Twins' bullpen catcher and MACCRAY alum Dammann to catch Home Run Derby
Nate Dammann feels like he’s been living a baseball dream since 2007.
The dream is about to get even better.
Dammann, a 2000 MACCRAY graduate and the Minnesota Twins’ bullpen catcher for eight years, will catch the American League’s entrants in tonight’s Home Run Derby at Target Field. On Tuesday, he’ll be in the bullpen catching pitchers warming up for Major League Baseball’s All-Star Game.
“I’m looking forward to it,” Dammann said. “I wish I could watch the game as a fan, just sit in the stands. But this will be cool.”
The AL team, led by captain Jose Bautista of the Toronto Blue Jays, includes the Twins’ Brian Dozier, Baltimore’s Adam Jones, Oakland’s Josh Donaldson and his A’s teammate Yoenis Cespedes, the defending Derby champion.
Each hitter chooses who will pitch to them so Dammann goes from catching familiar arms in the Twins’ bullpen to catching a variety of pitchers in the Home Run Derby, including Dozier’s brother, Clay.
Dammann will talk to each of the hitters’ chosen pitchers to get a feel for what they want him to do, but for the most part he’ll keep it simple.
“Set up right down the middle and close the glove,” Dammann said. “Stay out of the way.”
Dammann’s been right in the middle of the Twins’ on-field, day-to-day activities since 2007.
After high school, Dammann played football and baseball at Hamline University and graduated in 2004. The education major was working as a substitute teacher when he learned from former Twins star and broadcaster Dan Gladden that the team was interviewing for a bullpen catcher. Dammann got the job beginning in the 2007 season.
His duties include preparing the field for batting practice, shagging balls and then throwing about an hour of BP. He catches off-day pitchers who are scheduled to throw bullpen sessions, and during games he warms up relievers preparing to enter games. He travels with the team to do the same during road games. After the Twins won two of three against Colorado over the weekend, Dammann got back to his St. Paul home by about 10:30 p.m. on Sunday.
In the last few years, his job description has grown to include assisting minor league coaches in the Instructional League and in the last four years he’s worked at the Twins Academy in the Dominican Republic, coaching minor league players.
But he’s aware that the road ahead in MLB is a tough one to negotiate. The Twins have lost more than 90 games the three previous seasons and they are 44-50 at the break this year. Shakeups come often when teams have sustained losing skids and new managers usually bring in their own staff members.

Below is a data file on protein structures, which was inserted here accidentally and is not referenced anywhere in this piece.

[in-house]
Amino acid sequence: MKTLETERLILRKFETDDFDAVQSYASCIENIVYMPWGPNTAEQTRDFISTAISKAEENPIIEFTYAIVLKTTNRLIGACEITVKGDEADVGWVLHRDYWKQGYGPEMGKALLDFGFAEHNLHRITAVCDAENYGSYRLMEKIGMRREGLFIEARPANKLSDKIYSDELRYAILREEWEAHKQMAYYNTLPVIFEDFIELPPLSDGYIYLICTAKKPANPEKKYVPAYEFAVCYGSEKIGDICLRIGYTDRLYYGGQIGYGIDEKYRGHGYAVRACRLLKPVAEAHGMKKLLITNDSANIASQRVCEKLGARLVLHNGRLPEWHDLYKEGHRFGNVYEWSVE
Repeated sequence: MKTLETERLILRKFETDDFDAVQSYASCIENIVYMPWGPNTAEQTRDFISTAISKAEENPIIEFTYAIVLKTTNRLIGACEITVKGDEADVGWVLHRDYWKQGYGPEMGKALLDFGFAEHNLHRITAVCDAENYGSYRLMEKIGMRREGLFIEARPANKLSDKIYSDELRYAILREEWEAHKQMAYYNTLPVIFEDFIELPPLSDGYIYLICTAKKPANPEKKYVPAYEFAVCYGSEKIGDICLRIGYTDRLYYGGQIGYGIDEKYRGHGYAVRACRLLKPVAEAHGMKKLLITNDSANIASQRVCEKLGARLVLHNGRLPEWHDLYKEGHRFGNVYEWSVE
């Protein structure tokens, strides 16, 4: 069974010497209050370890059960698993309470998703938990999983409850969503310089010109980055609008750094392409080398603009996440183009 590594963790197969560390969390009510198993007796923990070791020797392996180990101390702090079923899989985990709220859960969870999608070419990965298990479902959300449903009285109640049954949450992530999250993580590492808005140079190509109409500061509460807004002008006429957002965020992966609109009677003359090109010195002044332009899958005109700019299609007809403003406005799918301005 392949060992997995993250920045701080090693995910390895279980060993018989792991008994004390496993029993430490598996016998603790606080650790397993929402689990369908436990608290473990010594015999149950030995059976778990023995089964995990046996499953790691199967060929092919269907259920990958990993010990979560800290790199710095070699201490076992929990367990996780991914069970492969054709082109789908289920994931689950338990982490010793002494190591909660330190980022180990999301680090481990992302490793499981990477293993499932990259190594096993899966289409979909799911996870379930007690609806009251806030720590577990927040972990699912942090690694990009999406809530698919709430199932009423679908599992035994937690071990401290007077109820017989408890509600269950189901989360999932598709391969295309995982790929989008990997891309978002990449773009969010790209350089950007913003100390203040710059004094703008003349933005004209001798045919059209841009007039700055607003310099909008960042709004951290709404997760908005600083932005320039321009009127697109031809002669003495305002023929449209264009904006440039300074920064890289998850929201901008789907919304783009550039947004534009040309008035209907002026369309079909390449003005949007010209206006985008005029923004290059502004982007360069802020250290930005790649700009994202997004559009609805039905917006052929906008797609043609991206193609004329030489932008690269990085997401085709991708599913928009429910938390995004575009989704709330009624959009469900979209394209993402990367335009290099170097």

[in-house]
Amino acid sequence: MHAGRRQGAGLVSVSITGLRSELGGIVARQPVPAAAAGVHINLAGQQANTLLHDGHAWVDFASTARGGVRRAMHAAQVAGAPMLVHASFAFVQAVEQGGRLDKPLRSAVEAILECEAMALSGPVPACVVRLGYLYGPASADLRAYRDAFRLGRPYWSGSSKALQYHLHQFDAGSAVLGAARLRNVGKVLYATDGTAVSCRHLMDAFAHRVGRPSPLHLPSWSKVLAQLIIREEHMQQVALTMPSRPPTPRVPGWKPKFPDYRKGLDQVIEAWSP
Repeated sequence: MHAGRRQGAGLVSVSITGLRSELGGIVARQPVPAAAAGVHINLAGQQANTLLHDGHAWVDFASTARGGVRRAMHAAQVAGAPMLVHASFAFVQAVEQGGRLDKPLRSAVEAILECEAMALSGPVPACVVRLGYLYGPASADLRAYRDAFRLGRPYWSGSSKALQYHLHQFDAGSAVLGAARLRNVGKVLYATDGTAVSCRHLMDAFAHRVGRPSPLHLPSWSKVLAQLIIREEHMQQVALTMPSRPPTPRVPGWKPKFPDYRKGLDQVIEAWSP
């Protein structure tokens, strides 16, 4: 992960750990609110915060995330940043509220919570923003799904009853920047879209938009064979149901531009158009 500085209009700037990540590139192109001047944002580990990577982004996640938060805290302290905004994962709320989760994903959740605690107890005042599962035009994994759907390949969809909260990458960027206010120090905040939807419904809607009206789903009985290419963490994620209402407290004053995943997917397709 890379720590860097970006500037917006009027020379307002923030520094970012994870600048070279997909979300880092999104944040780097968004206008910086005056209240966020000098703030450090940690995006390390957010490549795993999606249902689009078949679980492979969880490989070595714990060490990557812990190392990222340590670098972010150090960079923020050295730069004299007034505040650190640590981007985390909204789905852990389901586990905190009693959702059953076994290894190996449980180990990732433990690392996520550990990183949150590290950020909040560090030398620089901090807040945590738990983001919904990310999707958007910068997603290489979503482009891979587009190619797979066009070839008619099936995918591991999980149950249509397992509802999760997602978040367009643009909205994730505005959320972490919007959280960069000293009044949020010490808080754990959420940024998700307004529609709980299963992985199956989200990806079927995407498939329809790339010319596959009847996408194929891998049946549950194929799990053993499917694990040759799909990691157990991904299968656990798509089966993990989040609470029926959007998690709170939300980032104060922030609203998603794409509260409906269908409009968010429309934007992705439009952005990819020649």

“It’s a process,” Dammann said. “It’s different when you’re winning championships and things are going well. I’ve been in this eight years and you don’t get where you want to be in eight years. I don’t know where this is going to lead and it can take a long time in baseball. That’s why I’m Gardy’s (Twins manager Ron Gardenhire) biggest fan.”
And it’s why he takes pride in his accomplishments and special events like an All-Star Game.
MLB usually gives the first crack at bullpen duties to the World Series champion, but Boston’s bullpen catcher preferred the days off. Dammann had made some calls to let MLB know he was interested and they contacted him about a month ago with the offer.
“Major League Baseball asked, and I said yes,” Dammann said. “I told them if nobody was doing it that I’d gladly do it.”
In addition to his catching duties, Dammann will throw BP during the American League team’s workouts. He will be available for Dozier during the Home Run Derby in a pinch.
“(Dozier) told me, ‘If I wanted to win, I’d pick you’” Dammann said with a laugh. “But we’ll get out there and see how his brother does. It’s tough out there, standing all by yourself. But I’m sure he’ll do fine and (Brian) wants his brother to be part of the experience.”
While the festivities and game will keep him busy, Dammann has lined up tickets so family members and in-laws can attend events and the game. But as much fun as it all will be, it’s what happens after the break that occupies a lot of his thoughts.
“We had a bad streak there where if we would have played .500 we’d be in good shape,” he said. “But we’re 44-50 at the break and we haven’t been in that good a position in the last three years. We’re home for about two weeks after the break so if we get on a nice run here, I think we’ll be OK.”